Exclusive: Chris Bouchard’s Hunt for Gollum Raises the Fan Film Bar

“I guess in a way we were thinking of making this as a the little bit of the Fellowship of the Ring that Peter Jackson forgot — or didn’t have time to tell,” explains filmmaker Chris Bouchard, whose 40-minute fan film The Hunt for Gollum was produced on a shoe-string budget with the help of a motley team of fellow Tolkien devotees. After the jump we ask the emerging filmmaker how he wrangled his crew of volunteers, what kind of reaction he’s gotten from Tolkien/New Line Cinema, and why he chose to focus his tale on that slimy little guy’s search for his Precious.

Flavorpill: Watching this, it’s shocking that you made it look so good for just £3,000. How did you pull it off?

Chris Bouchard: I’m quite complimented there. Well, I don’t know really. We were just using HDV cameras, which you can buy for less than a couple of thousand dollars. In other words, the cheapest cameras we could find that would shoot something that would resemble HD. But really, it was just trying to use those in a way that simulated the way that Hollywood movies are shot. We had a steadicam — a homemade one that used a weight and pole — that we used for some moving camera shots, which helped things look more slick and more interesting visually. We used that a lot and it only cost about £200. Just a piece of metal and some weights, but once you figured out how to use it, we could do pretty much anything. Sort of the poor man’s steadicam. That helped. And then we used Final Cut editing software, which is pretty common. We just did some very simple color grading on that, trying to tweak the color a bit to give it a glossy sheen. Color balancing and correcting it a bit.

FP: And the whole process took two years — pre-production to final product?

CB: Almost two years, yeah. The start for me was writing the script and trying to find a crew who’d be crazy enough to take it on.

FP: How did you decide what section to adapt from the LOTR story?

CB: Well, I’m a big, big fan of the books and the films. I was looking for a new film that I could make on a really low budget. So I read it through again, and I found this little story that could potentially be done without any money if we stuck Gollum in the sack. Which seemed like a funny idea, anyway. It was only intended to be a 10-minute short film, and then it sort of grew as more people came on board. I rewrote the script and added more scenes. Let’s make this fight scene bigger. Let’s add more orcs and stuff.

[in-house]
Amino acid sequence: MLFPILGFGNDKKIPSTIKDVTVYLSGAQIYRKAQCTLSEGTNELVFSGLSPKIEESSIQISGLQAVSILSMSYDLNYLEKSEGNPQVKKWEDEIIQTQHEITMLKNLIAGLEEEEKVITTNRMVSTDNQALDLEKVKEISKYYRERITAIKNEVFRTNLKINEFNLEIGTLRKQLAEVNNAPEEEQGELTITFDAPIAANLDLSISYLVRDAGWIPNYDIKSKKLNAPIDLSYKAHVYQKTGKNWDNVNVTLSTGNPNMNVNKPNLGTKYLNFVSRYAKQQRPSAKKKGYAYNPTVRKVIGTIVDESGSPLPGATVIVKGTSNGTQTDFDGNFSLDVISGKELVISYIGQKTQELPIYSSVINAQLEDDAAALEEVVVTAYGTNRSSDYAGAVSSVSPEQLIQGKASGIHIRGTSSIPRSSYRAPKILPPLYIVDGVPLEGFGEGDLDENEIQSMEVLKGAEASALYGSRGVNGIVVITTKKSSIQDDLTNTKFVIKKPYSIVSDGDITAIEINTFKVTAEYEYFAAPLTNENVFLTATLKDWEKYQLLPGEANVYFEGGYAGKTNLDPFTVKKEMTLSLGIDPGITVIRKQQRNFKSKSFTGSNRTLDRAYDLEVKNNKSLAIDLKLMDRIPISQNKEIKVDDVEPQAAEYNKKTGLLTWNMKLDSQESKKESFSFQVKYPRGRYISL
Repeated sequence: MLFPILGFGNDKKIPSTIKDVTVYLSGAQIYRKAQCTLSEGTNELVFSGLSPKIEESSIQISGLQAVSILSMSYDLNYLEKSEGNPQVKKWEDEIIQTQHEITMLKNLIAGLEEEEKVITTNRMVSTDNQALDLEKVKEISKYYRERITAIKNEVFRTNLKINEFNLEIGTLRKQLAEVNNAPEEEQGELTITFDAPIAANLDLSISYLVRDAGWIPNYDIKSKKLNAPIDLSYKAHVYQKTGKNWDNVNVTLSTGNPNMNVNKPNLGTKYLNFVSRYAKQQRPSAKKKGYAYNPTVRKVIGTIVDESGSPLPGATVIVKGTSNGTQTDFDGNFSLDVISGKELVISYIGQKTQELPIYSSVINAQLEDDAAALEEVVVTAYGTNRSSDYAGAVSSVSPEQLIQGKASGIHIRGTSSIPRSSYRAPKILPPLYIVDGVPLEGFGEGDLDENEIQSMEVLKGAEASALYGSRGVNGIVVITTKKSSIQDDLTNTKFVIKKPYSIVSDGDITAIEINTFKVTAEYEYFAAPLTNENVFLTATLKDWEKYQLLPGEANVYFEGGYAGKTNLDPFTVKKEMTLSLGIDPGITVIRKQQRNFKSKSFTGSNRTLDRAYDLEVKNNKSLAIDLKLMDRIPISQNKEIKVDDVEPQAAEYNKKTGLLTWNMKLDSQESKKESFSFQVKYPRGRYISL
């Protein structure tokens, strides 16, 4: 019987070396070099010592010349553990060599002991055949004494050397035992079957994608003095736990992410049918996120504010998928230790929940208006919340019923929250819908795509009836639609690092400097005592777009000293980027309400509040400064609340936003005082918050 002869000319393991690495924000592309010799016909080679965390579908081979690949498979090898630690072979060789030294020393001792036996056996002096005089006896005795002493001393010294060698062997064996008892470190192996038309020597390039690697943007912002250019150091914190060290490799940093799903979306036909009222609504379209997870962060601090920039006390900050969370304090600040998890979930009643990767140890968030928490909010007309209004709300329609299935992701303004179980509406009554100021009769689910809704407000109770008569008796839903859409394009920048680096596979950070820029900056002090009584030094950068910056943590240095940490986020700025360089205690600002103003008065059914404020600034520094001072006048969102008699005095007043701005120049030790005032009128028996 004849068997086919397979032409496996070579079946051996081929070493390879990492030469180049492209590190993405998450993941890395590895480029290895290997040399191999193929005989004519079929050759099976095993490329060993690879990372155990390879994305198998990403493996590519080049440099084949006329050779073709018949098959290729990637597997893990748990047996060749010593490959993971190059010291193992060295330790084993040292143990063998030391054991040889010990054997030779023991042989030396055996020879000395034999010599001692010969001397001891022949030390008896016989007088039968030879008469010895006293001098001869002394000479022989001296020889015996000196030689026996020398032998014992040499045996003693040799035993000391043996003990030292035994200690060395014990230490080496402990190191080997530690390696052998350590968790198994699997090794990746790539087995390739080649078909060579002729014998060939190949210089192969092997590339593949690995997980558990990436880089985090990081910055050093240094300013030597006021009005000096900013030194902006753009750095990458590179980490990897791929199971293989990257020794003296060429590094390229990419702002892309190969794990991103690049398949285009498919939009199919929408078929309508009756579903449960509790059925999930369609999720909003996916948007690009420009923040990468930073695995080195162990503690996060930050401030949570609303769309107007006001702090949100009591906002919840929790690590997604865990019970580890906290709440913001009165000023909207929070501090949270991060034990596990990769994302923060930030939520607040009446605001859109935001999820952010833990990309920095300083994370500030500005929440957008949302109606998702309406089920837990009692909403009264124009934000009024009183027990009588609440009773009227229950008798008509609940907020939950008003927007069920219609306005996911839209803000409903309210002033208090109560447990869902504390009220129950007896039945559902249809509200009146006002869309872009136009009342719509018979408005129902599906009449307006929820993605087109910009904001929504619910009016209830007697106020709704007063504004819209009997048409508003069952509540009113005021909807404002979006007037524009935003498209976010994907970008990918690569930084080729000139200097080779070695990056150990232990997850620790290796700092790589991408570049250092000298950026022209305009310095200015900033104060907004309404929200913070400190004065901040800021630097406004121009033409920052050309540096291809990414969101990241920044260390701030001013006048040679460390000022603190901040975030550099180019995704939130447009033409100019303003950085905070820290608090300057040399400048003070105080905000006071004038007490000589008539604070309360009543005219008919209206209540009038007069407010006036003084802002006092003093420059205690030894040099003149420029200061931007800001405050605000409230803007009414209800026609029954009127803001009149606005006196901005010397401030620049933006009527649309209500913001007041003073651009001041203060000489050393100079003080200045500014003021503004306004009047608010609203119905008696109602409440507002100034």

FP: Speaking of getting people involved, how did you go about finding people to work on the project?

CB: Getting the crew on board was quite hard at first. So I took a few friends out to Wales and we went camping and filming for three days. We shot loads of stuff with Adrian Webster, who’s Aragorn, roaming about the mountains. Mini-mountains. And then using that footage I made a little teaser and got some images for a Web site. That helped to get more people interested, because they could see that we were putting a lot of time and love into it. More people were keen to come on board once they realized what we were trying to do. We ended up working with about 50 people during the shooting, and closer to 160 odd during post-production. All the sound effects guys, and a big army of about 50 CGI guys all over the world. We’d send them a shot and then they’d send it back over the Internet. Then we’d put that into the film. It became a pretty massive collaboration. It was crazy.